SW: How deep is public understanding of nuclear issues, according to your research?

ZS: There is a significant range, depending on region, employment, university major, level of education, age and gender. A large proportion of people have only a very basic grasp of the issues. Nuclear power accounts for a mere 1.32% of China’s total power-generating capacity, producing less than 2% of our electricity, but some members of the public get scared as soon as they hear it mentioned, because they don’t understand it. In France, where they get almost 80% of their electricity from nuclear energy, public approval ratings are higher than ours – the benefits far outweigh the concerns.

SW: What needs to be done when it comes to public participation?

ZS: As far as nuclear safety is concerned, the aim is to build into nuclear-power plants effective mechanisms to prevent radiological damage and avoid harm to workers, the public and the environment. When applying to build a nuclear-power plant, operators have to carry out a public survey as part of the environmental-impact assessment. They have to objectively explain the advantages and problems of the scheme, and how those problems will be addressed; release relevant information to the public, in particular to affected parties; and submit the survey results to the regulator. Ignorance leads to fear, so you need to keep the public informed. That’s the only way to relieve public concerns. This requires the companies, local government, government departments and regulators all to work together.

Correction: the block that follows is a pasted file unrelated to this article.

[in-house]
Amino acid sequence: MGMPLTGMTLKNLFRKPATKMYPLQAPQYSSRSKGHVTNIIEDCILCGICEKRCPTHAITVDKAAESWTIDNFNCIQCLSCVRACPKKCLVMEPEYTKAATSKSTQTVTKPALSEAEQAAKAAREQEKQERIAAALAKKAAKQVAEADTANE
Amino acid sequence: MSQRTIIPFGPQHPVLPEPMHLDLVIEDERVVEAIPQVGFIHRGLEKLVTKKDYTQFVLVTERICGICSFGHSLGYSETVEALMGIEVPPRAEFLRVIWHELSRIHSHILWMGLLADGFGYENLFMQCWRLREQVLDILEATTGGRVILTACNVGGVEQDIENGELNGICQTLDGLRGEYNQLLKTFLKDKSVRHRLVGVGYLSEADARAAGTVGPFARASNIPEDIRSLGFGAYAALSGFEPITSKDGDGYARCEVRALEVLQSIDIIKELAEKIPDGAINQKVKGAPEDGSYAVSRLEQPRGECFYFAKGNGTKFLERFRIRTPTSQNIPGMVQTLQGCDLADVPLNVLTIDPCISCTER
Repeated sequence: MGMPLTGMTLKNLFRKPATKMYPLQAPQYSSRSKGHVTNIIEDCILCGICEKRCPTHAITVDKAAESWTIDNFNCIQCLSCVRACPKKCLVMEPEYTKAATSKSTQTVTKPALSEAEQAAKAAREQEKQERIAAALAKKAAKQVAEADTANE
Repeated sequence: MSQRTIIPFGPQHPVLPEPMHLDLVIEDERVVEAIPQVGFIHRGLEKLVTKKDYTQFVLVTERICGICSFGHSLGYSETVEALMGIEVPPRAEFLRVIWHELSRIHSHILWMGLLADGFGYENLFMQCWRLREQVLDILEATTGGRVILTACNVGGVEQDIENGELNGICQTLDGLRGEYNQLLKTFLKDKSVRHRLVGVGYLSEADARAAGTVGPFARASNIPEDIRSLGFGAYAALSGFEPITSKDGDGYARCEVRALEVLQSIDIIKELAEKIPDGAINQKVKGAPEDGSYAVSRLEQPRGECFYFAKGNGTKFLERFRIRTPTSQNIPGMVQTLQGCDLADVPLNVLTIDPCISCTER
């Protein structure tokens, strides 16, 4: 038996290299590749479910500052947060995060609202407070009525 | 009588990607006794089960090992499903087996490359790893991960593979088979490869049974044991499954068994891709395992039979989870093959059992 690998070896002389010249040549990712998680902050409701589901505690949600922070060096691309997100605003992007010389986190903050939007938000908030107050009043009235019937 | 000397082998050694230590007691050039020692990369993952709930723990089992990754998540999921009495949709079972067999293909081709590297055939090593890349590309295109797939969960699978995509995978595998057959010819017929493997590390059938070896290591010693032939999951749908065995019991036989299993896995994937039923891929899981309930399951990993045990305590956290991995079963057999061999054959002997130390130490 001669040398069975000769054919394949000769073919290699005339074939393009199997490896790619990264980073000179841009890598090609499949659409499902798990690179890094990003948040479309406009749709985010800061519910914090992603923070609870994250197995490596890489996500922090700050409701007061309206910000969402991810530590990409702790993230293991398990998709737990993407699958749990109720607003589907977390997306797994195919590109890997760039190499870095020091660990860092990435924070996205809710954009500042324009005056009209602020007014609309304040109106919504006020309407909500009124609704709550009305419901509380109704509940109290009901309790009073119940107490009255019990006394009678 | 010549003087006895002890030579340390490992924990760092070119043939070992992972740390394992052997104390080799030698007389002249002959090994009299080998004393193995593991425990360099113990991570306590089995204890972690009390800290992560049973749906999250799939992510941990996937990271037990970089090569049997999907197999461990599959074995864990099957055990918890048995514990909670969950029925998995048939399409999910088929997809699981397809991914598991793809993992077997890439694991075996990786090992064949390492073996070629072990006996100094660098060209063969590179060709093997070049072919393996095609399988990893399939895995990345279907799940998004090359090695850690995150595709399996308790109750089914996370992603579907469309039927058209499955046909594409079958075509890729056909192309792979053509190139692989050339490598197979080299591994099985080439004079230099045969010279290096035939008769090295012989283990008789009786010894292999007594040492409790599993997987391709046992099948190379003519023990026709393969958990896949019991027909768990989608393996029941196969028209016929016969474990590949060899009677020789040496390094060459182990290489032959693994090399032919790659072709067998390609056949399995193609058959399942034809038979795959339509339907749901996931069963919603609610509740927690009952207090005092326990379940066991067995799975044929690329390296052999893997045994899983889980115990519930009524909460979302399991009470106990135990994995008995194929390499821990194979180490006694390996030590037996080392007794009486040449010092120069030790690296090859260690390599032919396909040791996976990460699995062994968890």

SW: But even with plenty of communication, there is still a lot of opposition. Why is that?

ZS: There are different degrees of nuclear awareness and different degrees of individual or collective interest in a proposed power plant – and therefore different levels of concern. There is still too little public education on nuclear safety and the vast majority of people know hardly anything about the sector, and so it is hardly surprising if a small number are scared of it. The most important communicator is the operator. It is the greatest beneficiary, so it should take on the greatest responsibility. The National Nuclear Safety Administration is working to increase that communication and we are suggesting that information about nuclear power is included in textbooks so that elementary and middle school students can learn that nuclear is nothing to be scared of. We would also like to see more information in the media.

SW: Are there rules for what kind – or level – of incident, should be made public?

ZS: I certainly think nuclear incidents should be made public. Information about some incidents has been published on our website, but not all; some are still being handled, and some of them are very technical and so the public would not understand, or might even misunderstand. So that’s a challenge – how to make nuclear incidents public without causing people to panic.

At the moment, we do not have a timetable for making all nuclear incidents public. But the Daya Bay case and the radiological incident in Qi country, Henan, show that, in some cases, it is best to ease doubts and fears by letting the public know what is happening early on. But how to demystify nuclear power, how to use accessible language so that the public understand nuclear safety issues and accept nuclear power plants – that is something we are still considering.


Cao Haidong and Meng Dengke are reporters at
Southern Weekend

Homepage image from China Guangdong Nuclear Power Group